Nearly half of healthcare workers surveyed by the Solidarity Research Institute (SRI) have said they are not well informed about the proposed National Health Insurance (NHI) scheme.
Unpacking key findings of its ‘Healthcare Workers’ Knowledge, Insight and Opinion on the Proposed NHI’ report, in Pretoria, on Tuesday, SRI researcher and report compiler Nicolien Welthagen said that, of the 306 people who took part in the survey, 48% stated that they were not well informed about the NHI.
“The findings indicate that the State has not been doing enough to keep healthcare workers informed as far as the objectives, consequences and functions of the NHI are concerned,” she said.
She added that the general opinion of the respondents was negative and sceptical.
“Most respondents were seriously concerned about the total control the State may have over healthcare and the functioning of healthcare staff. They were also worried that there were not going to be enough healthcare staff for the NHI [to function optimally],” she stated, adding that 8% of respondents believed the NHI would not be capable of successful implementation.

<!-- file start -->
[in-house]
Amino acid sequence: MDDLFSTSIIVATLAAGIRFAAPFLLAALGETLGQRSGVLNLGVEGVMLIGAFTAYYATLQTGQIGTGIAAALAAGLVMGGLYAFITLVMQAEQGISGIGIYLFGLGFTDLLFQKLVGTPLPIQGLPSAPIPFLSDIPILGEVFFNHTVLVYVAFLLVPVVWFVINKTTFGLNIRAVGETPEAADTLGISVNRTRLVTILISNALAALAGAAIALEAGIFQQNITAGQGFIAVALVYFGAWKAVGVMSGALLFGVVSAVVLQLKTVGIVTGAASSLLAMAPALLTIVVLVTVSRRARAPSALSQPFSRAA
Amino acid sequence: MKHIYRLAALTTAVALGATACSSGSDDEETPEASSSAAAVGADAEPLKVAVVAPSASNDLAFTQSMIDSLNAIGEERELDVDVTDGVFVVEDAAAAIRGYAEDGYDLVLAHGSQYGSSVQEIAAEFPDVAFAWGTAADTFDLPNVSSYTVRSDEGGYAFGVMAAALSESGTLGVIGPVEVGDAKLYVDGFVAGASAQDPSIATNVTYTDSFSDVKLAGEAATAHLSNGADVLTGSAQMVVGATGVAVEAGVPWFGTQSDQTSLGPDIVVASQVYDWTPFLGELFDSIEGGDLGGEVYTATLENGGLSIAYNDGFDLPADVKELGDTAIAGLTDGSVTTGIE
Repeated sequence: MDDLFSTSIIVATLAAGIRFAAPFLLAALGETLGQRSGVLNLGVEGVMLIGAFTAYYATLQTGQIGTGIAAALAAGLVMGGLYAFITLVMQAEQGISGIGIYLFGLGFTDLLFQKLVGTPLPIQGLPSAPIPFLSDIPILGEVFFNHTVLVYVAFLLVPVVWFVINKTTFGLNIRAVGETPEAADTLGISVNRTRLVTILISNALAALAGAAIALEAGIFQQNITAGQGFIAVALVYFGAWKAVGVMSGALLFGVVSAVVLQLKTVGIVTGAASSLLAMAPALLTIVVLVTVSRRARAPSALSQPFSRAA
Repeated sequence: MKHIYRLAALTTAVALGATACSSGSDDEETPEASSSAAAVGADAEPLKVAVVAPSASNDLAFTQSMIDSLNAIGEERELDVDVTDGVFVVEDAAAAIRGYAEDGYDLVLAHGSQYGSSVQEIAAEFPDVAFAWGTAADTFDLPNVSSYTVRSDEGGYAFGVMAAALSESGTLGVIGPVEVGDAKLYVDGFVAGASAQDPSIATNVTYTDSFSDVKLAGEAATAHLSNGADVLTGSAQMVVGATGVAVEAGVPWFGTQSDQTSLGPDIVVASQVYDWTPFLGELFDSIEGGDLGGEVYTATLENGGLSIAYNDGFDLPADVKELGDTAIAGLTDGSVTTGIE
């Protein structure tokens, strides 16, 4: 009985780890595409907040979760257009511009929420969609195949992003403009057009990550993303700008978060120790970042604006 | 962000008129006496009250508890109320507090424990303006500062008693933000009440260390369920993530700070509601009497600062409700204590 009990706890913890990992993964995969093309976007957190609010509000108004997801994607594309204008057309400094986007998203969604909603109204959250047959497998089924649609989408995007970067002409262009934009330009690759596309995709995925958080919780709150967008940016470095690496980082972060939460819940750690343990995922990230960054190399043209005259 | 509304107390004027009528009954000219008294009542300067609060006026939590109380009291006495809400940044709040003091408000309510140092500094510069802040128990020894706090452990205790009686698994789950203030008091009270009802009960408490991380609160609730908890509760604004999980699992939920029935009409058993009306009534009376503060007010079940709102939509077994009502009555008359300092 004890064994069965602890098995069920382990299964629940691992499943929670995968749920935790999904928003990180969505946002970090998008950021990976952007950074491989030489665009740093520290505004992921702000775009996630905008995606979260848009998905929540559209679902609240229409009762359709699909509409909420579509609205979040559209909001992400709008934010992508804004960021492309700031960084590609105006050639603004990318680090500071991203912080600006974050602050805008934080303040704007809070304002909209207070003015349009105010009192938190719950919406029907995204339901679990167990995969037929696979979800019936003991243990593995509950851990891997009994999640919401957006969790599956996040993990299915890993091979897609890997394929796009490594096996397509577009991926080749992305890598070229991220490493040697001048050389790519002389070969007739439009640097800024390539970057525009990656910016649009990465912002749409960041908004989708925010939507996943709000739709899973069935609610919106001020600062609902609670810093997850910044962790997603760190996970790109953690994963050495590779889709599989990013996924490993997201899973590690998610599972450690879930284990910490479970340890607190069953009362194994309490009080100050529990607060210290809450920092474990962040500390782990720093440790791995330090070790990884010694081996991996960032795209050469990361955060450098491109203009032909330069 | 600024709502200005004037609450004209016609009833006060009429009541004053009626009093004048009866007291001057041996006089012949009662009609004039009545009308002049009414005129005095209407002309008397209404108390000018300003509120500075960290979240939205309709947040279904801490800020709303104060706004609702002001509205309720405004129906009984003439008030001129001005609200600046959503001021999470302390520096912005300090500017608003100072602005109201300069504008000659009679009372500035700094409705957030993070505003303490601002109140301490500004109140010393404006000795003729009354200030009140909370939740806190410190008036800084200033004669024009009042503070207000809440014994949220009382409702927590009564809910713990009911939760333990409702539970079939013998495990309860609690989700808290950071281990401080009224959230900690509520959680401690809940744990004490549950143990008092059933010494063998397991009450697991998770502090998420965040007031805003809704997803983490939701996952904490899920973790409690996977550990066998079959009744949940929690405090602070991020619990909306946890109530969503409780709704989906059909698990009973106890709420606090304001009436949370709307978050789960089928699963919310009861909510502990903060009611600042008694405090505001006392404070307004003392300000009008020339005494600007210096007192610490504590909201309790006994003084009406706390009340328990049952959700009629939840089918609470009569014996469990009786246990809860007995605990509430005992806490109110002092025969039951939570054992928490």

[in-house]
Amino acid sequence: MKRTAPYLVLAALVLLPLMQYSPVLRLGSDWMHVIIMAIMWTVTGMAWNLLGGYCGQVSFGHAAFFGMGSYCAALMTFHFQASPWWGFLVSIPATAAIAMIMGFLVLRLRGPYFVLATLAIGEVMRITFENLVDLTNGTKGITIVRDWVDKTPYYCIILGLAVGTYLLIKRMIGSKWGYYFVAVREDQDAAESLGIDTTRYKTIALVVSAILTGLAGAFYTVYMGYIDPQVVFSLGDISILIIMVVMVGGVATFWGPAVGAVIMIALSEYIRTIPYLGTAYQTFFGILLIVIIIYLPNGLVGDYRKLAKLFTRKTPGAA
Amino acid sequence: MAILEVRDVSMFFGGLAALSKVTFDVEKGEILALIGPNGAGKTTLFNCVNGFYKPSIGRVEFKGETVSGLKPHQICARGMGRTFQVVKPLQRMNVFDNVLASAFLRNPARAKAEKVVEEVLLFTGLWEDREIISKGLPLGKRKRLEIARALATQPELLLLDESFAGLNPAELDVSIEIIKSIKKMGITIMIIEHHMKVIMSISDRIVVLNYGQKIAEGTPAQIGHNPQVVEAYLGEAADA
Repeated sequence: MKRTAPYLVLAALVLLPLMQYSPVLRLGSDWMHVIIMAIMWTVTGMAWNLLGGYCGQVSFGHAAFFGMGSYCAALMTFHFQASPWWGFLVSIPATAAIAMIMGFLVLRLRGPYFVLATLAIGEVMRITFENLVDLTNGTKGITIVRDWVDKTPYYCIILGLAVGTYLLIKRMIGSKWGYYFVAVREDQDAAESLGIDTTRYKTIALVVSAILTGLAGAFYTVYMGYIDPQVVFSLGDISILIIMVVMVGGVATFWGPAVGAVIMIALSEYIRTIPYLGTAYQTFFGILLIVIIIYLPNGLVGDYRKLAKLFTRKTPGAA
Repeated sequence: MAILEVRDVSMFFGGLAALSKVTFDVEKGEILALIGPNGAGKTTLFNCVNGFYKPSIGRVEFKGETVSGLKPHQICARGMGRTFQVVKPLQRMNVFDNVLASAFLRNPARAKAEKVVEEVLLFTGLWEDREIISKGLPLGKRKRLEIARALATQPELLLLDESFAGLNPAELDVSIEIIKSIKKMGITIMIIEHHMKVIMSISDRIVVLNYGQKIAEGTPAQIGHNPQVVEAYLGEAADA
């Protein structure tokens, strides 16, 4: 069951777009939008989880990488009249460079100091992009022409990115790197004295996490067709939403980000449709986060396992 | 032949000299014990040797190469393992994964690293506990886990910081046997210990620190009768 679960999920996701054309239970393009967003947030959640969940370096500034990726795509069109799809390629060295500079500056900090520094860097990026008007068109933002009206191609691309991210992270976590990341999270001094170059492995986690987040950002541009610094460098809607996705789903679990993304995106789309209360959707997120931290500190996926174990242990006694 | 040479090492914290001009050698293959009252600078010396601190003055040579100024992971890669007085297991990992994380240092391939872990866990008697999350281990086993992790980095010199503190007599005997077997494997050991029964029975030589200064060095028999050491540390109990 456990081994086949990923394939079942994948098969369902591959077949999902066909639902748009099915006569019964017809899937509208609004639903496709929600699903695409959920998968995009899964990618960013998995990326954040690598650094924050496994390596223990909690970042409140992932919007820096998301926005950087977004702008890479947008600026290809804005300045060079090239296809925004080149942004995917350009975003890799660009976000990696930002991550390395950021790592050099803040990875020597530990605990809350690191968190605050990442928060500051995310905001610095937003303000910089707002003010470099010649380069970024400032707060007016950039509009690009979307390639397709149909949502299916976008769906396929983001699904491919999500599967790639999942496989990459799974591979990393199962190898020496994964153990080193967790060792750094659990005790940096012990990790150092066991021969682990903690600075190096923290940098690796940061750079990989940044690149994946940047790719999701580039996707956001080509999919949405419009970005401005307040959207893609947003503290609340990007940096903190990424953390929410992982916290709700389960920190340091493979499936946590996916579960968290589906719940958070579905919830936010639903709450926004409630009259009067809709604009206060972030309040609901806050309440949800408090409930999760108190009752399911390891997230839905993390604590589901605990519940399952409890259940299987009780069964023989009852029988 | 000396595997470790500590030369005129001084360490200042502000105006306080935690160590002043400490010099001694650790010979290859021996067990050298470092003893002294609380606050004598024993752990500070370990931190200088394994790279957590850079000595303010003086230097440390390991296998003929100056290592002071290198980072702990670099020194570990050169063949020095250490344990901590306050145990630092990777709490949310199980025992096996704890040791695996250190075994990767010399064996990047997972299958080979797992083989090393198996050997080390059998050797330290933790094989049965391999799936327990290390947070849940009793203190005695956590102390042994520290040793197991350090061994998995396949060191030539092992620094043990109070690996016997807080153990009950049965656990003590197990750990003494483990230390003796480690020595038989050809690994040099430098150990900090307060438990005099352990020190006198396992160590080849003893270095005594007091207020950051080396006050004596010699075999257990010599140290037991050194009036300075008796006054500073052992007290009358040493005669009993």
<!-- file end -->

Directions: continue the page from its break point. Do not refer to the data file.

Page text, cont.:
Three-quarters of the respondents believed the NHI would not succeed in improving healthcare and service delivery in South Africa, and the majority of them, or 81%, were of the opinion that the NHI could destabilise the healthcare system and would contribute to medical staff leaving the country.
She further pointed out that, by implementing the NHI, the State aimed to resolve critical problem areas in the South African healthcare sector, including the unequal distribution of quality healthcare and the fact that medical aid funds and private medical services are unaffordable for the majority of the population.
Seventy-five per cent of survey respondents agreed that medical aid funds are unaffordable.
“The [NHI] White Paper that was released in June is vague and shows a lack of actual detail regarding the extent of functioning and implementation of the NHI. This underlines the amount of thinking, planning and work that still has to be done before 2025 – the date given for full implementation of the programme,” she said.